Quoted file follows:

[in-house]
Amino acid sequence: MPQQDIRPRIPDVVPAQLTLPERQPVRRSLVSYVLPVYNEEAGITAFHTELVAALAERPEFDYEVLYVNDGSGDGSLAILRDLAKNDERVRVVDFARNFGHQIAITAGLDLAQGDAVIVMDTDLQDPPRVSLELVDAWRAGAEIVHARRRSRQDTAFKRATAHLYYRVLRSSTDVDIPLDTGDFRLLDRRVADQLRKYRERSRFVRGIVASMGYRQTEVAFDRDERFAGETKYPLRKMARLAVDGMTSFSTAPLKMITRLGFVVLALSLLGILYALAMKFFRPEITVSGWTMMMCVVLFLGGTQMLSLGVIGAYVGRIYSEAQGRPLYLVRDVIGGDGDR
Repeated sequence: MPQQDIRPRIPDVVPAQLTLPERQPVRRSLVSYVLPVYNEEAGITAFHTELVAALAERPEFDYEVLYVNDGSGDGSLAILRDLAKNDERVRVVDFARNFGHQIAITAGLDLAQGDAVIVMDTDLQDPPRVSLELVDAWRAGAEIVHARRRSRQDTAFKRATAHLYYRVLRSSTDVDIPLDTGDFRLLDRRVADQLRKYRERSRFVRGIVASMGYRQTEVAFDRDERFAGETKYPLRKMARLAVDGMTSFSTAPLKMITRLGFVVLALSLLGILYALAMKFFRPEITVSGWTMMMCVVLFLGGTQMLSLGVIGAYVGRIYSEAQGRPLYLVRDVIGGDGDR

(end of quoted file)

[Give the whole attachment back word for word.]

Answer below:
[in-house]
Amino acid sequence: MPQQDIRPRIPDVVPAQLTLPERQPVRRSLVSYVLPVYNEEAGITAFHTELVAALAERPEFDYEVLYVNDGSGDGSLAILRDLAKNDERVRVVDFARNFGHQIAITAGLDLAQGDAVIVMDTDLQDPPRVSLELVDAWRAGAEIVHARRRSRQDTAFKRATAHLYYRVLRSSTDVDIPLDTGDFRLLDRRVADQLRKYRERSRFVRGIVASMGYRQTEVAFDRDERFAGETKYPLRKMARLAVDGMTSFSTAPLKMITRLGFVVLALSLLGILYALAMKFFRPEITVSGWTMMMCVVLFLGGTQMLSLGVIGAYVGRIYSEAQGRPLYLVRDVIGGDGDR
Repeated sequence: MPQQDIRPRIPDVVPAQLTLPERQPVRRSLVSYVLPVYNEEAGITAFHTELVAALAERPEFDYEVLYVNDGSGDGSLAILRDLAKNDERVRVVDFARNFGHQIAITAGLDLAQGDAVIVMDTDLQDPPRVSLELVDAWRAGAEIVHARRRSRQDTAFKRATAHLYYRVLRSSTDVDIPLDTGDFRLLDRRVADQLRKYRERSRFVRGIVASMGYRQTEVAFDRDERFAGETKYPLRKMARLAVDGMTSFSTAPLKMITRLGFVVLALSLLGILYALAMKFFRPEITVSGWTMMMCVVLFLGGTQMLSLGVIGAYVGRIYSEAQGRPLYLVRDVIGGDGDR